Nine enthusiastic birders met at Likweti Bushveld Farm Estate on the 3rd of September for a bird watching walk lead by international bird guide, Marc Cronje. Marc shared some special highlights of the walk with us.
We were welcomed by a beautiful spring sunrise as we started the walk. With the summer migrants starting to arrive and the birds getting ready to breed, this is always a great time for bird watchers to be out in the field.
A Lesser-striped Swallow was one of our first birds for the morning. It’s amazing to think that this bird has flown all the way from Central Africa. You can read our article on bird migration in the Lowveld for more interesting information.
Our first birds for the morning were Brubru, Purple-crested Turaco, White-bellied Sunbird, a very obliging Red-throated Wryneck pair, Pied Kingfisher, African Green Pigeon, and an Orange-breasted Bushshrike.
Brubru (Photo by René Rossouw)
We were spoiled with beautiful singing and great sights of a stunning Cape Grassbird. This was a first-time sighting for most of the group.
With the birds being so active at the entrance of the estate, we decided to walk around the area first. Some of the birds we enjoyed included a Cape Starling, Black-collared Barbet, Green Wood Hoopoes, Spotted Thick-knee (a good bird for the area), Yellow-breasted Apalis, and Cape Weaver. As we approached our vehicles to head further into the estate, we enjoyed a close-up sighting of a flock of striking Blue Waxbills.
We didn’t have to cover a big area and the sightings just kept on getting better. Walking along the second phase of the estate (Likweti Plains) we saw a stunning male Mocking Cliff Chat, calling Croaking Cisticola, Acacia Pied Barbet, Yellow-throated Longclaws displaying above us, Southern Boubou, Groundscraper Thrush, African Pipit, Long-billed Crombec, Sombre Greenbul and Black-backed Puffback.
The highlight of the walk was definitely spotting the Brown-backed Honeybird! This is not a common species and can be very difficult to see, making this an excellent sighting for the morning. The Brown-backed Honeybird is a brood parasite and lays its eggs in the nests of Cisticolas, Camaropteras and Prinias. In doing so the host looks after the eggs and nurtures the Honeybird’s chicks. Contrary to the bird’s name, the species does not eat honey and is an insect eater, feeding mainly on scale insects.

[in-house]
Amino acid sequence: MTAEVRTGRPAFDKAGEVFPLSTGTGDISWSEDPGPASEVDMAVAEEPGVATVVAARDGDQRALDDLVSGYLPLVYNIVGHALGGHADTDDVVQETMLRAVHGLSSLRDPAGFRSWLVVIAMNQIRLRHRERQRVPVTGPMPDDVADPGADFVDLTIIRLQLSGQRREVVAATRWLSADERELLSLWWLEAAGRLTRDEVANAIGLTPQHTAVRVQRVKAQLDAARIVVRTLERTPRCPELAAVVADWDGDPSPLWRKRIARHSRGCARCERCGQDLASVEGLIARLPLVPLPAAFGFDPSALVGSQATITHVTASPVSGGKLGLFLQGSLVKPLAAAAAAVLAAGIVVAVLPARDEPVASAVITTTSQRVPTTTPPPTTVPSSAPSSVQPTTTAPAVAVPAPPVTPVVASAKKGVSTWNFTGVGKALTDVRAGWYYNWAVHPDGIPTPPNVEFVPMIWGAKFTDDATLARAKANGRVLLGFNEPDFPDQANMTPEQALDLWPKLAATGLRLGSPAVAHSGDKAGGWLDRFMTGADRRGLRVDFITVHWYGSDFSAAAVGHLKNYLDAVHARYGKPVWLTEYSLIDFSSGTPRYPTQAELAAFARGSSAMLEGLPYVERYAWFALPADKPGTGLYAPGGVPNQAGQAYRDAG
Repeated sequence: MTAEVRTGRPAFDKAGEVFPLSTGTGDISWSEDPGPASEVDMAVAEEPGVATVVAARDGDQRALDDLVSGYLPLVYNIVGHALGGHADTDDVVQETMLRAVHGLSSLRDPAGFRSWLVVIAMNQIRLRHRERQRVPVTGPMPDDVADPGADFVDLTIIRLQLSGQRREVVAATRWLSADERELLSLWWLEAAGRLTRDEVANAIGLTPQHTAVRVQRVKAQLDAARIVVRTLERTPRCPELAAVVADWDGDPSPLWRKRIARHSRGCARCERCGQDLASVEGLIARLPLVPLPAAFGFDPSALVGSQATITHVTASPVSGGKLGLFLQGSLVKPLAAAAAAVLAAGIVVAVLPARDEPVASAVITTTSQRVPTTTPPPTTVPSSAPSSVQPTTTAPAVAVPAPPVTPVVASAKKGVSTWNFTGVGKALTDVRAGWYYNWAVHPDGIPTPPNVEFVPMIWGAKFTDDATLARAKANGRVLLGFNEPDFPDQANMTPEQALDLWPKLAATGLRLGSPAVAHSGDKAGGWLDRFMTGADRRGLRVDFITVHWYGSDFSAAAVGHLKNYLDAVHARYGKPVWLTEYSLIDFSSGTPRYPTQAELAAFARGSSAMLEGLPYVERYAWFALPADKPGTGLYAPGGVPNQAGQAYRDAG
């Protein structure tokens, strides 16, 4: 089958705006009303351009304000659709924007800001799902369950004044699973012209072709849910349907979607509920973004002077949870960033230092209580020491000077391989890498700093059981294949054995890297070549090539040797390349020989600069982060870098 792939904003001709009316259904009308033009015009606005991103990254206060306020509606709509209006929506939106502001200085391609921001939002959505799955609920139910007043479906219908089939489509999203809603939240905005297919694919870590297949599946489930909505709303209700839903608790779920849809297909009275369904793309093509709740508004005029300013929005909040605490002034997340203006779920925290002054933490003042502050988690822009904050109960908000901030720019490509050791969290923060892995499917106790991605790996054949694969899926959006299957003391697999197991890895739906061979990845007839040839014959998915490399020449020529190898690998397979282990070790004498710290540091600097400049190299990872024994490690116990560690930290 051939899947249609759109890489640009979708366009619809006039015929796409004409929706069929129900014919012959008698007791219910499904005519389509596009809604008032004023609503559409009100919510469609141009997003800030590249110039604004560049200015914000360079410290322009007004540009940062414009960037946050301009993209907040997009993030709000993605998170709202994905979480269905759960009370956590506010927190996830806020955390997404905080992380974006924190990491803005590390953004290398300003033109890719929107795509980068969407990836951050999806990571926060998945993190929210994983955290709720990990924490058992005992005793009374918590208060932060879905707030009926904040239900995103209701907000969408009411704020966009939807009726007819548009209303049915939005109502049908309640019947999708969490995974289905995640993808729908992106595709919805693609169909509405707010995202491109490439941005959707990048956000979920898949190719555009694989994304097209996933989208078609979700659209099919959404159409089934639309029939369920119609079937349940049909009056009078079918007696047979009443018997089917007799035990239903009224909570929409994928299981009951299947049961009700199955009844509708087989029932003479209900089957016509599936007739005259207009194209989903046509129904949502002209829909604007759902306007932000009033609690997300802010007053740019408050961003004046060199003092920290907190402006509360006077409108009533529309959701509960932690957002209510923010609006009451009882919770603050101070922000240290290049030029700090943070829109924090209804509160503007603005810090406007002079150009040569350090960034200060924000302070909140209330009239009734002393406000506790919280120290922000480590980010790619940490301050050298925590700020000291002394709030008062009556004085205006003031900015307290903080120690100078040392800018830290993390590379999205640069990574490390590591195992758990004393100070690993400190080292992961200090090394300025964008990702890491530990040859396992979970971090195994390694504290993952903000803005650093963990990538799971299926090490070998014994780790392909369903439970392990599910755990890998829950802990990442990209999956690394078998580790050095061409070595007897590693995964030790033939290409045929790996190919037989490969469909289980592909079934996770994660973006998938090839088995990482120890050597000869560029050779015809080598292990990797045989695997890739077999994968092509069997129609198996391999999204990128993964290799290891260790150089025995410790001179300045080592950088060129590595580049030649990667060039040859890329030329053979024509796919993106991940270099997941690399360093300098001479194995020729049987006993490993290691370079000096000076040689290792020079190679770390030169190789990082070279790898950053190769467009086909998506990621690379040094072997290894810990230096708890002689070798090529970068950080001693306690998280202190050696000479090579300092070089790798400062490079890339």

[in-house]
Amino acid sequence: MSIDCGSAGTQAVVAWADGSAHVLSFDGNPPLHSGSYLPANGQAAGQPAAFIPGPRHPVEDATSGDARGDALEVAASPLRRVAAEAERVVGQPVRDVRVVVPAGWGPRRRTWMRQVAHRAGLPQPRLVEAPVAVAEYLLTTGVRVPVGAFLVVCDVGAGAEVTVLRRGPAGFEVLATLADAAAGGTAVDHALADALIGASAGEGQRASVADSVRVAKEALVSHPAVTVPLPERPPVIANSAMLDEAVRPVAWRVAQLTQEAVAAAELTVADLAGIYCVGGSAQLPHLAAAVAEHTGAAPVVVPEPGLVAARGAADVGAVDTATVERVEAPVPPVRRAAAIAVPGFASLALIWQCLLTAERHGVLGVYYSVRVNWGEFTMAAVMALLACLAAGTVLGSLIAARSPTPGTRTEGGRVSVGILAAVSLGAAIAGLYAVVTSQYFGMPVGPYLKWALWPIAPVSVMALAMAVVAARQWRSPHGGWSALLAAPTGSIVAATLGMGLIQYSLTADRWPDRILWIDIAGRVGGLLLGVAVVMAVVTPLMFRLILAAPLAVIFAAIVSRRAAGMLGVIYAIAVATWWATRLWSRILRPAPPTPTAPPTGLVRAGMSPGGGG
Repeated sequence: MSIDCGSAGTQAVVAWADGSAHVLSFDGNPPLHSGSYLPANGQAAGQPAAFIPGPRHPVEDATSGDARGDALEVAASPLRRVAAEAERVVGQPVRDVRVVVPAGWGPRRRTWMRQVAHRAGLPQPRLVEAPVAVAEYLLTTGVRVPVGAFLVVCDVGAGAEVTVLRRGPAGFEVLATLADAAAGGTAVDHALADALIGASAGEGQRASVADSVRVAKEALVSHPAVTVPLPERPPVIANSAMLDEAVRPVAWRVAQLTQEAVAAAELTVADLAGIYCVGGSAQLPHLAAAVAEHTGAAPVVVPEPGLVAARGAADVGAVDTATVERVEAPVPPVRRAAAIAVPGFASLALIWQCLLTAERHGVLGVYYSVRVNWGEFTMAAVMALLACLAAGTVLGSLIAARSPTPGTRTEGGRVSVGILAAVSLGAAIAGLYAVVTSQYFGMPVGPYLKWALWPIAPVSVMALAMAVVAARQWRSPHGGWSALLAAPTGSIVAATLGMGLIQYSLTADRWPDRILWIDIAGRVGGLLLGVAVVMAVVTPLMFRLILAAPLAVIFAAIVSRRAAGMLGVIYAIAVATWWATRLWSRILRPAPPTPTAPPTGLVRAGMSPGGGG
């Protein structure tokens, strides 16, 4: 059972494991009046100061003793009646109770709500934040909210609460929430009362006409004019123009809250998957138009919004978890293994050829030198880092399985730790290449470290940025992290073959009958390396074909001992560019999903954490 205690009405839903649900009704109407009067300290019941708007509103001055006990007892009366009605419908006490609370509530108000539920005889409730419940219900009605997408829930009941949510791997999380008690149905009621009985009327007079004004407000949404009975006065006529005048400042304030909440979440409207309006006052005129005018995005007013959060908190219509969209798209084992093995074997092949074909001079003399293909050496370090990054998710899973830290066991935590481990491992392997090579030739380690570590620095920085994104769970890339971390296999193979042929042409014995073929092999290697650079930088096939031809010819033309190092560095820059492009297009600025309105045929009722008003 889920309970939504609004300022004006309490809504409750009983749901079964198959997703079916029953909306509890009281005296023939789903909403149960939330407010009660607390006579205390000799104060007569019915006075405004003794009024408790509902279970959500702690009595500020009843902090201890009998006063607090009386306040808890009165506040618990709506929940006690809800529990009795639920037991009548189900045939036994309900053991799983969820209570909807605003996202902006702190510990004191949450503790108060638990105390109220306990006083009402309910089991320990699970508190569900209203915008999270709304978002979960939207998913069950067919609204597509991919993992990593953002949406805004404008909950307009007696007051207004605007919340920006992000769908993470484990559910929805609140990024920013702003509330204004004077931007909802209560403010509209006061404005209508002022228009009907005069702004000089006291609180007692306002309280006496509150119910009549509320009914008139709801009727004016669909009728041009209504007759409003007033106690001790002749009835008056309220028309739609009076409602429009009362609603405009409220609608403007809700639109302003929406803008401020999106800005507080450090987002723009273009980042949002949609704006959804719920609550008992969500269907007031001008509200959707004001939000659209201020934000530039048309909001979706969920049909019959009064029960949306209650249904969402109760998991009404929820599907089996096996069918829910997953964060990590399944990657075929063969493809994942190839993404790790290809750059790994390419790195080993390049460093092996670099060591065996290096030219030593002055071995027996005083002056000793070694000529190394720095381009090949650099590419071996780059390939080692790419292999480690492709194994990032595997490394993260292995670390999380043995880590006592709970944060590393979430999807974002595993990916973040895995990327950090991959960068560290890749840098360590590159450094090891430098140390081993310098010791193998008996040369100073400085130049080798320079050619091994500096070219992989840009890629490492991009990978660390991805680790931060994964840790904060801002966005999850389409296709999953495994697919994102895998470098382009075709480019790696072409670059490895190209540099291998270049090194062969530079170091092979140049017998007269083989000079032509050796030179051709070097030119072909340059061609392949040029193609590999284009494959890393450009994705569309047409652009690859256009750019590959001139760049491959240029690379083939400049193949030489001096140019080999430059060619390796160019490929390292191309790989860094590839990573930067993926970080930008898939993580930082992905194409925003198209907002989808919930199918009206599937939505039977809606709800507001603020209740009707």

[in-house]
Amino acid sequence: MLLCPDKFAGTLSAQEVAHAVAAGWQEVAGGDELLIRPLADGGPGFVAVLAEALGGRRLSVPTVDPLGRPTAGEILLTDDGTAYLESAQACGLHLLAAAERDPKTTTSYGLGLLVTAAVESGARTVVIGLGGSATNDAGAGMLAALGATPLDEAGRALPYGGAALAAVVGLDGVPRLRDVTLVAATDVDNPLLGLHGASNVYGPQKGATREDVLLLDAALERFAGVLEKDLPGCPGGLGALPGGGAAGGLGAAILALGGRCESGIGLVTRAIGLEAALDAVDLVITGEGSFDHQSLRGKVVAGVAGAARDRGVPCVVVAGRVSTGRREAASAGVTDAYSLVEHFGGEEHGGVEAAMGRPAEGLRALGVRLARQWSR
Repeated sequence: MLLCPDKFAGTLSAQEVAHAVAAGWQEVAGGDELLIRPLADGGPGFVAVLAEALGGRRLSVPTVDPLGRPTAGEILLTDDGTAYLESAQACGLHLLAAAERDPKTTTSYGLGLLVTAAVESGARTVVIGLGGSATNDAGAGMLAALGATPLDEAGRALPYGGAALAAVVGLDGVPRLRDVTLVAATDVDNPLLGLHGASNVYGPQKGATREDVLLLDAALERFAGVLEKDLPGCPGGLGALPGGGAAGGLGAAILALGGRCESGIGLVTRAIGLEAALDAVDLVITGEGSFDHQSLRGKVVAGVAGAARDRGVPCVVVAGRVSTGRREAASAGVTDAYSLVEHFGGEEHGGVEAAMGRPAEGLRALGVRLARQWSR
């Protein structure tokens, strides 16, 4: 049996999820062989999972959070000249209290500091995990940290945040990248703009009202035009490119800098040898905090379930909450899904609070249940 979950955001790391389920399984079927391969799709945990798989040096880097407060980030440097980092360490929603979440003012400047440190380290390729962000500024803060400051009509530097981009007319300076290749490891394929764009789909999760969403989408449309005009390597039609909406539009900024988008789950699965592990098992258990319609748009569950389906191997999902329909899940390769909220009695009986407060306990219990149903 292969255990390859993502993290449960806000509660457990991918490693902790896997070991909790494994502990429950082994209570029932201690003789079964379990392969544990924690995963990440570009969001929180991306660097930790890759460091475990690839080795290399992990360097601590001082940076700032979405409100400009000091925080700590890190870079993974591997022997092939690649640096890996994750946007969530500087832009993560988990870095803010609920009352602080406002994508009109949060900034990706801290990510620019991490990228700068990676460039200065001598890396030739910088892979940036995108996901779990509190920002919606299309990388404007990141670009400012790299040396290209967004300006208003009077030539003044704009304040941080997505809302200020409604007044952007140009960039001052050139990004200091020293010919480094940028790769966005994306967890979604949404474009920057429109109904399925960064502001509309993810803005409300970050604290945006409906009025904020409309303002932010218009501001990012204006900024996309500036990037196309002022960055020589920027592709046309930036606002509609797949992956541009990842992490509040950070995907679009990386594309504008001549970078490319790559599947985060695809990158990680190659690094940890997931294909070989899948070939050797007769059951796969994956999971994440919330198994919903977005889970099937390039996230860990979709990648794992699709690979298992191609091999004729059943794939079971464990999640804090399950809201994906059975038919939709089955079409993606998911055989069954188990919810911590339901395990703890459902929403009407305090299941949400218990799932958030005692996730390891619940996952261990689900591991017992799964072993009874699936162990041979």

Brown-backed Honeybird (Photo by René Rossouw)
As we continued with the walk the birds just kept on rolling in and some of the highlights included: close views of African Stonechat, Grey-rumped Swallow, Pin-tailed Whydah, Village Weaver, Neddicky, White-fronted Bee-eater, and a wonderful sighting of a Yellow-fronted Tinkerbird that called and gave us some fantastic views. It’s the second time I have seen this on Likweti now, very interesting.
The final stop for the morning was at one of the dams on the estate and here we enjoyed sightings of Hamerkop, Little Bee-eater, Reed Cormorant, Pied Kingfisher, and Malachite Kingfisher.
It was an exciting morning of birding at the estate and a total of 65 species was seen collectively on the walk. It is a beautiful time of the year to enjoy birding in the Lowveld as the birds are much more vocal and the migrants are arriving.
Marc will be leading another walk at Likweti Bushveld Farm Estate on the 8th of October. Please get in touch with him if you would like to book your spot.
Be sure to keep an eye on our Facebook page for all the details regarding upcoming events at the Estate.
Written by Marc Cronje
083 705 6463.